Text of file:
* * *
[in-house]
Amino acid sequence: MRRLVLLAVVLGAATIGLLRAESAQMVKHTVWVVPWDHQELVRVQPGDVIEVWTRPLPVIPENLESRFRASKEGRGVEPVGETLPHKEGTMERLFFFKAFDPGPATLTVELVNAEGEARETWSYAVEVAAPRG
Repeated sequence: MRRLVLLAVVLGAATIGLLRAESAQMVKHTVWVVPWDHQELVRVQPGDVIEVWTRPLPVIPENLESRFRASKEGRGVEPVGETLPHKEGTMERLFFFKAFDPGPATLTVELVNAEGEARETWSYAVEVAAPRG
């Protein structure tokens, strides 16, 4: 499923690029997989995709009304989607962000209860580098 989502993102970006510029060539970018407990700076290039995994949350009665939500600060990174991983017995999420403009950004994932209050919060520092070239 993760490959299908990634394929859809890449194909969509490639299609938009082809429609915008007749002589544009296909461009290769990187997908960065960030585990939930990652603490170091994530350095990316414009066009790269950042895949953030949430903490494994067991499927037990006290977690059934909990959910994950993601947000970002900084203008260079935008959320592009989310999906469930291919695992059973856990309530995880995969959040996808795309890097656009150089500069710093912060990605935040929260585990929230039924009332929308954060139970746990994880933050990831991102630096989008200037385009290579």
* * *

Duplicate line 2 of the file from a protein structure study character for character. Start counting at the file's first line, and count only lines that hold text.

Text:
Amino acid sequence: MRRLVLLAVVLGAATIGLLRAESAQMVKHTVWVVPWDHQELVRVQPGDVIEVWTRPLPVIPENLESRFRASKEGRGVEPVGETLPHKEGTMERLFFFKAFDPGPATLTVELVNAEGEARETWSYAVEVAAPRG